The majority religion in Gorno-Badakhshan is Ismaili Shi'ite and adherence to the Aga Khan is widespread. Still, there are also Sunnis Muslims in Gorno-Badakhshan. The Tablighi Jama’at, a fundamentalist Sunni missionary movement conducted da'wa in the 2000s. The government banned and persecuted this movement among others as part of their wider campaign against non-state Islam.[46][47][48][49]

The Pamiris are increasingly being marginalilzed in linguistic and religious terms, as they deviate from the vision for nationhood of the Tajik state.[50] In 2009 the year of I'mam Hanafi Islam was celebrated, but a majority of Pamiris are followers of Ismaili Shia Islam. Subsequently, religious institutions had to be reregistered leaving all institution ousted not fitting the state's religious beliefs.[51] The 2010 law on language requires all documents to be made in Tajik.[52] This creates difficulties for the many inhabitants of Gorno Badakhshan who do not speak Tajik to access state services.[45] Facing this marginalization Pamiris express their distinctive identity against western Tajiks along secterian lines, even though there is considerable difference in ethnicity, religion and language amongst themselves.[53]


Soviet era[edit]

The First Secretary of the Gorno–Badakhshan Regional Committee of the Communist Party of Tajikistan was the highest position in the region during the Soviet era.

List of first secretaries[edit]

Name Term start Term end
[data missing] 1925 1928
Konstantin Moiseyenko 1928 1930
Abdul Zennatshayev 1930 1934
[data missing] 1934 1939
Andrey Kuznetsov 1939 1941
Nikolay Rogatkin 1941 1945
Kurbonsho Gadoliyev 1945 1949
Ismail Burkhanov 1950? 1951
Rakhimbobo Tursunov 1951 1956
Nadzhmiddin Abdullayev 1956 1961
Grizi Dzhavov 1961 1963
Moyensho Nazarshoyev July 1963 April 1970
Khushkadam Davlyatkadamov April 1970 1978
Aloviddin Babayev 1978 1982
Mukhitdin Zairov June 1982 11 April 1987
Soibnazar Beknazarov 11 April 1987 August 1991

Since independence[edit]

The chairman of the Badakhshan Mountainous Autonomous Region is the head of the regional government. They are appointed by the president of Tajikistan.

List of chairmen[edit]

Name Term start Term end
Alimamad Niyozmamadov December 1994 25 November 2006
Kadyr Kasim[n 3] 25 November 2006 19 November 2013
Shodikhon Jamshedov 19 November 2013 2018
Yodgor Fayzov 2018 5 November 2021
Alisher Khudoyberdi 5 November 2021 incumbent


Marshrutka depot in Khorog

During the 20th century, the Soviet modernity project to establish roads connections in the Pamir led to the communities becoming part of a transit district between Osh, Khorog and Dushanbe.[54] Nowadays, the routes Khorog–Osh and Khorog–Dushanbe are both segments of the Pamir Highway. A third road was constructed through the Kulma Pass in 2004 by China in order to connect Khorog to Tashkurgan.[55] Gorno-Badakhshan is separated from the Pakistani territories of Khyber Pakhtunkhwa and Gilgit Baltistan by the narrow, but nearly impassable, Wakhan Corridor. Another road leads from Khorog to Wakhan and across the Afghan border.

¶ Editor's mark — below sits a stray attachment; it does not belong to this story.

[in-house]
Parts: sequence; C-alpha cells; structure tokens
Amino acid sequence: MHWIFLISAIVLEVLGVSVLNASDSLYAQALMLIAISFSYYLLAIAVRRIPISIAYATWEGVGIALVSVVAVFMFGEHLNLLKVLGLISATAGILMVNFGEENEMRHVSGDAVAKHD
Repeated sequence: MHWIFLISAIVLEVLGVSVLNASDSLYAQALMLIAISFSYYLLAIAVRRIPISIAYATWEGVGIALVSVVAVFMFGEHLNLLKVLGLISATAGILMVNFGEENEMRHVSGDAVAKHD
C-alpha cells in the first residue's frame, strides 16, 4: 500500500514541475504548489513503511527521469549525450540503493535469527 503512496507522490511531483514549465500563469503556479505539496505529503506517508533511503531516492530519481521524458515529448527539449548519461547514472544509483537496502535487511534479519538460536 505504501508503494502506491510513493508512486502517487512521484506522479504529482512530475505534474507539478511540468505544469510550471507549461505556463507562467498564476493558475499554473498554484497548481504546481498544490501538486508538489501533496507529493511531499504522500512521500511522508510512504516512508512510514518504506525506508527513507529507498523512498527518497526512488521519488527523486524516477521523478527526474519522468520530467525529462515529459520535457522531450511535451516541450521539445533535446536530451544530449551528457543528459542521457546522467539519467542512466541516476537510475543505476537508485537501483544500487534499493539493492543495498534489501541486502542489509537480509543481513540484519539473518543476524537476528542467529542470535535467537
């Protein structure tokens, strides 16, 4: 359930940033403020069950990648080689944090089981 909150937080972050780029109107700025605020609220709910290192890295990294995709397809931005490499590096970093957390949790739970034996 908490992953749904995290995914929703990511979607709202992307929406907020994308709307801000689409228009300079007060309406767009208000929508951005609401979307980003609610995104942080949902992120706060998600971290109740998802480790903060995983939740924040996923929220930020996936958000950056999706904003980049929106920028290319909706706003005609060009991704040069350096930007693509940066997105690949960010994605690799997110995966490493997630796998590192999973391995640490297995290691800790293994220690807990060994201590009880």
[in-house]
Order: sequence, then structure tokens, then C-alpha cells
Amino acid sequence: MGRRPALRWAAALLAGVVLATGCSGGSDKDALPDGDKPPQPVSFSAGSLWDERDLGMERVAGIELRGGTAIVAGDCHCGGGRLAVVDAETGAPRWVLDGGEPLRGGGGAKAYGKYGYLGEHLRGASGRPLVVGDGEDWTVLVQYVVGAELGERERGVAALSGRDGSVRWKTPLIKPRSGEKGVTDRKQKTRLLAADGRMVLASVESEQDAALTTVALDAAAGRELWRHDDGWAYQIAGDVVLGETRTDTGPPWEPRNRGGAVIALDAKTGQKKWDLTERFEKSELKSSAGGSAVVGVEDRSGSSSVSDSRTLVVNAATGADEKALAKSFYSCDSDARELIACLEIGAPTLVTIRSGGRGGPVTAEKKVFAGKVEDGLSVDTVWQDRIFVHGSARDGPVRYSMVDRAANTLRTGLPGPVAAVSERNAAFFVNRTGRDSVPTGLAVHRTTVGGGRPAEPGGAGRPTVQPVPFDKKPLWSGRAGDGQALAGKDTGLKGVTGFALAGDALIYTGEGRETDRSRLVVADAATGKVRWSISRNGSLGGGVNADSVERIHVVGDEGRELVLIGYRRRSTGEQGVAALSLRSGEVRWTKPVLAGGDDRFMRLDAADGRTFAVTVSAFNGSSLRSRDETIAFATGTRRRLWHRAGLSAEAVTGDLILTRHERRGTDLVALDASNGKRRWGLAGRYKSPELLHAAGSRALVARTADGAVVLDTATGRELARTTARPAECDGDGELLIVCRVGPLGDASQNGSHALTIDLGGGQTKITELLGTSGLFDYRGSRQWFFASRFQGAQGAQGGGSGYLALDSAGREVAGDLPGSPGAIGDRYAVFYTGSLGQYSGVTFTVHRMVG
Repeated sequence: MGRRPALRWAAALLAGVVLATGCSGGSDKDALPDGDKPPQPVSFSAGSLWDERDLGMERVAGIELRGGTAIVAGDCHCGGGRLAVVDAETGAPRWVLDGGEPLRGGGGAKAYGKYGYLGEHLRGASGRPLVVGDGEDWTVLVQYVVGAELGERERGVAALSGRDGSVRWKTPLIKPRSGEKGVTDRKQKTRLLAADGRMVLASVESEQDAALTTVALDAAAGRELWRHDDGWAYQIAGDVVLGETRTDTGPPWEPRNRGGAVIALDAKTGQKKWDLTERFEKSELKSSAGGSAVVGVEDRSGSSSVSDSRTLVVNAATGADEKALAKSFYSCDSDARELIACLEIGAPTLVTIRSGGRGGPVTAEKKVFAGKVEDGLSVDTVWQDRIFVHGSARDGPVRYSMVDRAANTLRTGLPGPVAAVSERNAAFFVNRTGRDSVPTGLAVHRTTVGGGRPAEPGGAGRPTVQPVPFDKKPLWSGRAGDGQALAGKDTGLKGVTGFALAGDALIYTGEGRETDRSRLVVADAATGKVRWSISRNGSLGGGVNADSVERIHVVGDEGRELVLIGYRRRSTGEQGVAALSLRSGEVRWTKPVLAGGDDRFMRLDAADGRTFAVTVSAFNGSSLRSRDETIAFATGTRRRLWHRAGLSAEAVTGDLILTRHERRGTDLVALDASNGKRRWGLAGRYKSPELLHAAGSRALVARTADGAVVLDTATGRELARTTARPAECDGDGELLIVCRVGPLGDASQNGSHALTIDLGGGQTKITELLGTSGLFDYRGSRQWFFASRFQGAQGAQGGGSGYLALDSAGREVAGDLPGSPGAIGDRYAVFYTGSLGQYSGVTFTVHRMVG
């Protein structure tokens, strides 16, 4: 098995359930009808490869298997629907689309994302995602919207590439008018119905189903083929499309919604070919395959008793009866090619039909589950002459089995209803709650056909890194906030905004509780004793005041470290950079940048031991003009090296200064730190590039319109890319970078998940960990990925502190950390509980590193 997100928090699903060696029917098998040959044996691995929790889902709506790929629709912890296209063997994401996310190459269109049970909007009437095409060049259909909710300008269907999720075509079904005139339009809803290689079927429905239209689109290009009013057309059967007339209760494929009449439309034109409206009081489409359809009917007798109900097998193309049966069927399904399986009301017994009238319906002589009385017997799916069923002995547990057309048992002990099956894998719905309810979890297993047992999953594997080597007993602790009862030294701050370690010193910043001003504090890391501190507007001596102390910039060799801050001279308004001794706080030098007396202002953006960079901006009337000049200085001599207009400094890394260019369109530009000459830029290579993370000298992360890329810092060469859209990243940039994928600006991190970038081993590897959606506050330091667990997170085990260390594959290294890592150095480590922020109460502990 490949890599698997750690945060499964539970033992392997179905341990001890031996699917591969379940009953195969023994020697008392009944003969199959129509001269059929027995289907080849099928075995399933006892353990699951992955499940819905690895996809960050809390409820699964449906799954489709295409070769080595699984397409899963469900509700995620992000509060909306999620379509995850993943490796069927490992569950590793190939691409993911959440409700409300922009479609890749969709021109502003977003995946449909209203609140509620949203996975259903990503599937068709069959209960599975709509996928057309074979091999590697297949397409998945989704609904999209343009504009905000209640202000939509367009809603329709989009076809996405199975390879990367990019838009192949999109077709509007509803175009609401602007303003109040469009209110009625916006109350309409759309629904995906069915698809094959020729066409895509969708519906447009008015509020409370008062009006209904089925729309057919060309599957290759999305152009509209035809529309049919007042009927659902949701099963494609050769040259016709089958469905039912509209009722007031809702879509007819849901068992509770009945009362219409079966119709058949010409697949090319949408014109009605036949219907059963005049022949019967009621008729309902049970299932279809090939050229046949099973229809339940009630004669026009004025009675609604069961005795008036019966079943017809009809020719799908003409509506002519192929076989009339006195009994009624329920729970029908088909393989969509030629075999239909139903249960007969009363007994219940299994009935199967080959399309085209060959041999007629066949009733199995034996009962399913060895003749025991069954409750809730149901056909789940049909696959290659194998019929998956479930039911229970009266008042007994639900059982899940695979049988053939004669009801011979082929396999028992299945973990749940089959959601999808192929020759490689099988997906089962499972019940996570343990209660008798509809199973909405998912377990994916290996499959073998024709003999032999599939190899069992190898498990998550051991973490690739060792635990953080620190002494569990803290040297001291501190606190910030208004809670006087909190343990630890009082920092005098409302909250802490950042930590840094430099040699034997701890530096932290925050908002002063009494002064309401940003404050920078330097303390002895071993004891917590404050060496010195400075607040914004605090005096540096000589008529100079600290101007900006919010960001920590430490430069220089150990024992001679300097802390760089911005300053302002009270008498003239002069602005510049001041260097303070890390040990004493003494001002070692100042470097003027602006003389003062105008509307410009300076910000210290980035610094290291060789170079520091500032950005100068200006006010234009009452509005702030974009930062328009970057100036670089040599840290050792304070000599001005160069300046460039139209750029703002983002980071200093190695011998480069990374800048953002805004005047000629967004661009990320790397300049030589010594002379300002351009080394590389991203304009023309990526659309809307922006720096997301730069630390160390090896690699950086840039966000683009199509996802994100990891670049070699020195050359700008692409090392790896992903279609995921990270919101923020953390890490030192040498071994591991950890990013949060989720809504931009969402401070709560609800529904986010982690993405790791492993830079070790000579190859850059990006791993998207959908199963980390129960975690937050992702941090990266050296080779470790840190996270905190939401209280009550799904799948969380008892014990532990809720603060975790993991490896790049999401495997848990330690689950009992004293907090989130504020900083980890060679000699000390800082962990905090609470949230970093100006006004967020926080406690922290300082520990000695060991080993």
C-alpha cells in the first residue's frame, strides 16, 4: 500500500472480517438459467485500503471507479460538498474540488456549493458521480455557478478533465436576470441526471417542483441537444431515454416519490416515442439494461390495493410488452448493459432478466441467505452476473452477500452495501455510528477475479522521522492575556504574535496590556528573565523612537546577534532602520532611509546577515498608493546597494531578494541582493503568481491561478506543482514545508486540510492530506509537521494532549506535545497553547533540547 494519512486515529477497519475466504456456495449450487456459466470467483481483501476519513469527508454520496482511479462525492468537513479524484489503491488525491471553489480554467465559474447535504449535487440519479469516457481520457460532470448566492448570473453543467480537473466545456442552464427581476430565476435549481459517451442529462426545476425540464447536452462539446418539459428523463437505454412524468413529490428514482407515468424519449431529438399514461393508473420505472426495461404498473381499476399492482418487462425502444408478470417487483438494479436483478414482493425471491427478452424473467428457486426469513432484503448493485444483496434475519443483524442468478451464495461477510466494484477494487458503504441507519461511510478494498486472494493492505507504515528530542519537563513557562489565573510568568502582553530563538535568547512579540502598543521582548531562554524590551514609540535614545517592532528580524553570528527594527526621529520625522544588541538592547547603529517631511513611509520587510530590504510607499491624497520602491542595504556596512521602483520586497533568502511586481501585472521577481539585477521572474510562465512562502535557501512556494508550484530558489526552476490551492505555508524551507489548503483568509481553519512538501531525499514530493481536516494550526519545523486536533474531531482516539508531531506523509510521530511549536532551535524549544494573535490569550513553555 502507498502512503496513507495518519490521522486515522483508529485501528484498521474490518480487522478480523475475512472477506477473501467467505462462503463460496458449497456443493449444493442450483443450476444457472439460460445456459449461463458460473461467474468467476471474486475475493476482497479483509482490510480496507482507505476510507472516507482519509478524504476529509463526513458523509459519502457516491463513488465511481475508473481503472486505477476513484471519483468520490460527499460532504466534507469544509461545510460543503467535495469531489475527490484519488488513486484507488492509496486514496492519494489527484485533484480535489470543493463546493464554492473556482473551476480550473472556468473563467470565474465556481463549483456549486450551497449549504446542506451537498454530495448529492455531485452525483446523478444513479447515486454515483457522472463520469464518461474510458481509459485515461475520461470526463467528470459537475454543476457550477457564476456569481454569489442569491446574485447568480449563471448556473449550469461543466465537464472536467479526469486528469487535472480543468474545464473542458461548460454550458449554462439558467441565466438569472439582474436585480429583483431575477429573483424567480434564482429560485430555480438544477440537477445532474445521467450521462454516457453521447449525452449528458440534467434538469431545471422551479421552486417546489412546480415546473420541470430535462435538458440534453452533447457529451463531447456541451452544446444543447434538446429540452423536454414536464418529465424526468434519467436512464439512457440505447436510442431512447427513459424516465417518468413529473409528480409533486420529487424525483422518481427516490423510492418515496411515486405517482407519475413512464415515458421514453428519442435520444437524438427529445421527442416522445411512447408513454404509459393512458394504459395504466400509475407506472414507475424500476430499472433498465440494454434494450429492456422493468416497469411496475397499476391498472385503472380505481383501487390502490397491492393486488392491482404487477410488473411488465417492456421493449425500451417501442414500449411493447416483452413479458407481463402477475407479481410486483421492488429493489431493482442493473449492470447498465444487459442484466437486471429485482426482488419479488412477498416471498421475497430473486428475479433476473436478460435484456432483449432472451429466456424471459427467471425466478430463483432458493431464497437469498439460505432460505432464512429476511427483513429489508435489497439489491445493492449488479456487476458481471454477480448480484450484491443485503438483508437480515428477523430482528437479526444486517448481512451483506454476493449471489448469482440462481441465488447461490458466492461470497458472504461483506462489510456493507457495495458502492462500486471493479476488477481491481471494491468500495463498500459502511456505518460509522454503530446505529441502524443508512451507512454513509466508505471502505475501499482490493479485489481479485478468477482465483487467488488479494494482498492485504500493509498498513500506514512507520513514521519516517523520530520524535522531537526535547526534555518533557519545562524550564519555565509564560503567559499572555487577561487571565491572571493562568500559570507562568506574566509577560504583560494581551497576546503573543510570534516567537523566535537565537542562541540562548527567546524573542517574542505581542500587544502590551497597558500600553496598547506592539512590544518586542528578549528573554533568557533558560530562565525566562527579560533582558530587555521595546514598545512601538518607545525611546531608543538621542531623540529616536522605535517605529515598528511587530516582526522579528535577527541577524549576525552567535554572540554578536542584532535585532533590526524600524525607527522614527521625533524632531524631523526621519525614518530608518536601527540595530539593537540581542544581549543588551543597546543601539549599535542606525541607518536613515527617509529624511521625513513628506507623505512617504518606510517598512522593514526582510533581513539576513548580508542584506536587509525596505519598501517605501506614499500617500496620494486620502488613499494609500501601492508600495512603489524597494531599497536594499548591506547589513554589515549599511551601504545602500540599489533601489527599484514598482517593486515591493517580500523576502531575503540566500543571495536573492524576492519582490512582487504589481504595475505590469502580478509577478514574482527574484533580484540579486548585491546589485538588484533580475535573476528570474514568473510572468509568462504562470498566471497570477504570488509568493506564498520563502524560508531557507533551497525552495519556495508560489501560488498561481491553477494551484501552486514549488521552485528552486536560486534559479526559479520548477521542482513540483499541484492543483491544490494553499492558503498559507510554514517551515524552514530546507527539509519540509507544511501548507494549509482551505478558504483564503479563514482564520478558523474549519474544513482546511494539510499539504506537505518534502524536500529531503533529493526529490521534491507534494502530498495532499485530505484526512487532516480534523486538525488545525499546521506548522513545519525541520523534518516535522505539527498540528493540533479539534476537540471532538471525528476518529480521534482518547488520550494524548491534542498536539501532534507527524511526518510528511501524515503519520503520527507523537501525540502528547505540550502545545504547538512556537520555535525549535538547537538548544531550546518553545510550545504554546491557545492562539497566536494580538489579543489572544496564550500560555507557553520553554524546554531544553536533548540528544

Even though connectivity is promoted in Gorno-Badakhshan, as the "Golden gate of Tajikistan" local traders largely do not profit from the rise of trade. Instead logistic companies and elites from Dushanbe dominate the long-distance trade, as the Pamiris are increasingly excluded from central posts and have to obtain visas from Dushanbe to travel to China, which is very costly.[46] In June 2022, after local protesters blocking the road were imprisoned, some even killed, a Chinese company started the modernization of a Pamir highway section at the cost of US$200 million.[56]


In 2019, the European Union and Germany, in coordination with Tajikistan, committed 37 million euros to finance the construction of an 11 MW run-of-the-river hydro power plant along the Shokhdara river. The project is intended to also supply energy to Badakhshan, Afghanistan.[57]


Khorog is the highest location where bandy has been played.[58]

Notable individuals[edit]

See also[edit]


  1. ^ /ˈɡɔːrn bəˈdɑːkʃɑːn/ ;[2] lit.'mountainous Badakhshan' in Russian
  2. ^
    • Tajik: Вилояти Мухтори Кӯҳистони Бадахшон, romanizedViloyati Mukhtori Kŭhistoni Badakhshon, abbr. ВМКБ / VMKB
    • Russian: Горно-Бадахшанская автономная область, romanizedGorno-Badakhshanskaya avtonomnaya oblast', abbr. ГБАО / GBAO
  3. ^ Acting chairman until 12 February 2007


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  3. ^ a b Population of the Republic of Tajikistan as of 1 January 2008, State Statistical Committee, Dushanbe, 2008 (in Russian)
  4. ^ "Constitution (Basic Law) of the Republic of Tajikistan, Article 7". Tajikistan shall consist of the Badakhshan Mountainous Autonomous Region, regions, towns, districts, settlements, and villages.
  5. ^ "Tajikistan–China state boundary". Ministry of Foreign Affairs of the Republic of Tajikistan. Retrieved 20 September 2022. The Republic of Tajikistan in the east borders with the People's Republic of China. ... It goes through the highlands along the Pamir mountain range in the Badakhshan Mountainous Autonomous Region.
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  7. ^ "Tajikistan: UN experts sound alarm about tensions in GBAO, urge protection of Pamiri minority". OHCHR. 20 April 2022.
  8. ^ a b c Bitabarova, Assel (2015), "Contested Views of Contested Territories : How Tajik Society Views the Tajik-Chinese Border Settlement", Eurasia Border Review, 6, Slavic-Eurasian Research Center, Hokkaido University, doi:10.14943/ebr.6.1.63, retrieved 7 May 2023
  9. ^ Kreutzmann, Hermann (24 May 2017), "Historical Geography of the Pamirs", Oxford Research Encyclopedia of Asian History, Oxford University Press, doi:10.1093/acrefore/9780190277727.013.46, ISBN 978-0-19-027772-7, retrieved 24 April 2023
  10. ^ Bitabarova, Assel (2015), "Contested Views of Contested Territories : How Tajik Society Views the Tajik-Chinese Border Settlement", Eurasia Border Review, 6, Slavic-Eurasian Research Center, Hokkaido University, doi:10.14943/ebr.6.1.63, retrieved 10 May 2023
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  58. ^ Опубликован календарь матчей турнира по хоккею с мячом Азиады-2011 (in Russian)

Further reading[edit]

External links[edit]